Alysia Hamilton tried to leave softball behind.
After taking Oklahoma State to the Women’s College World Series and being named an All-American in 2011, the softball star moved on to a new career. She began a career as a pharmaceuticals salesperson while offering private softball lessons on the side.
But that didn’t last long. After about a year, she knew she could never escape the sport that she had spent her entire life playing, from her high school days at Moore to her college days in Stillwater. So Hamilton found her way back to the field, working with traveling teams and continuing to give lessons.
This summer, she took the next step.
“I realized that softball has always been my whole life and this is where I belong,” she said. “I saw the job at Norman North was open, and I live in Moore, so I thought I’d give it a shot.”
One shot was all Hamilton, a prolific hitter in her time at OSU, has ever needed. She was hired at North and has hit the ground running in her first head-coaching job.
“It’s been exciting,” she said. “I knew I liked working with this age group because you can make a huge impact. You teach them the fundamentals, teach them to give it the passion that softball deserves. It’s extremely fun and exciting to be a part of that.”
North Athletic Coordinator Eddie Paul said Hamilton is a good fit at North and is excited to watch her take over the program.
In her first month on the job, Hamilton has brought the team in for scrimmages and voluntary workouts, which have been well-attended. Rather than look ahead toward wins and losses, Hamilton is focused on teaching her team the fundamentals of the game.
“I want to teach them to do the small things right and have a passion for the game,” she said. “You can’t control a lot when it comes to softball, so we just want to control what we can control. That means having good at-bats and being mentally prepared. Once those things happen, the winning and all of that starts to fall into place.”
Alysia Hamilton tried to leave softball behind.
- Previously reported
Oklahoma unemployment rate drops below 5 percent
Oklahoma’s unemployment rate has fallen to a five-year low, dropping below 5 percent for the first time since 2008.
The Oklahoma Employment Security Commission reported Friday that the state’s unemployment rate fell to 4.9 percent in March, down from 5 percent in February.
No injuries reported in train-vehicle crash
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Sonic announces 10-year expansion plan
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OU's Shannon will not face criminal charges
Oklahoma linebacker Frank Shannon will not face criminal charges for an alleged sexual assault. Any punishment he receives will be through the University.
Cleveland County District Attorney Greg Mashburn told the Transcript on Thursday his office will not pursue charges because it was unclear what had transpired between Shannon and the woman. Also, the woman signed a form requesting the office not pursue charges.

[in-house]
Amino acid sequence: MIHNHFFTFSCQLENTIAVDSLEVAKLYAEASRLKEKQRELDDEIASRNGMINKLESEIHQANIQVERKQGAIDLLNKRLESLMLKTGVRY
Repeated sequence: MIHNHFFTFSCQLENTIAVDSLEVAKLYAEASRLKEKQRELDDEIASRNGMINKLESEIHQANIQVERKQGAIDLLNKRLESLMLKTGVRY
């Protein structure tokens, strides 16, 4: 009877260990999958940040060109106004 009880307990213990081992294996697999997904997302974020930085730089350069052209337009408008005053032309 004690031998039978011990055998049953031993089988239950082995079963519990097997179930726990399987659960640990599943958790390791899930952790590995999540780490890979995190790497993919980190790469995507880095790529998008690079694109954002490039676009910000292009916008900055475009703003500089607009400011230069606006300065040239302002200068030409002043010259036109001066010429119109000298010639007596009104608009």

Common Core on TEA Party agenda tonight
Jenni White,President of Restore Public Education will be talking Common Core at Norman Tea Party at 7 tonight at Norman First Assembly Of God Church, 2500 E. Lindsey St.
Included in her presentation will be a bit of the History of the initiative - nationally and statewide -as well as where Oklahoma is now in its quest to end Common Core.
OU looking into sexual assault complaint against linebacker
The “personal issues” that kept Oklahoma linebacker Frank Shannon out of last Saturday’s Red-White Game are serious.
The Oklahoman reported Wednesday night that Shannon has been accused of violating the University of Oklahoma’s Sexual Misconduct, Discrimination and Harassment Policy.
Norman Utilities Authority receives wastewater improvement loan from OWRB
The Norman Utilities Authority received a $50.3 million loan Tuesday from the Oklahoma Water Resources Board (OWRB) to facilitate Phase 2 of the current Norman Water Reclamation Facility project. The OWRB approved the Clean Water State Revolving Fund loan during the panel’s regular monthly meeting on Tuesday.
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Feds turn down assistance for Lexington, Purcell businesses
President Barack Obama has turned down the state’s request for an economic injury declaration from the U.S. Small Business Administration following the Jan. 31 closure of the Lexington-Purcell bridge over the Canadian River.
State Rep. Bobby Cleveland, R-Slaughterville, said Gov. Mary Fallin will now appeal the decision. Mrs. Fallin this past week asked for the help after reports of business losses due to the bridge closing.
284 missing, 4 dead in South Korea ferry disaster
A ferry carrying 462 people, mostly high school students on an overnight trip to a tourist island, sank off South Korea's southern coast on Wednesday, leaving more than 280 people missing despite a frantic, hours-long rescue by dozens of ships and helicopters. At least four people were confirmed dead and 55 injured.
- More Previously reported Headlines
- Oklahoma unemployment rate drops below 5 percent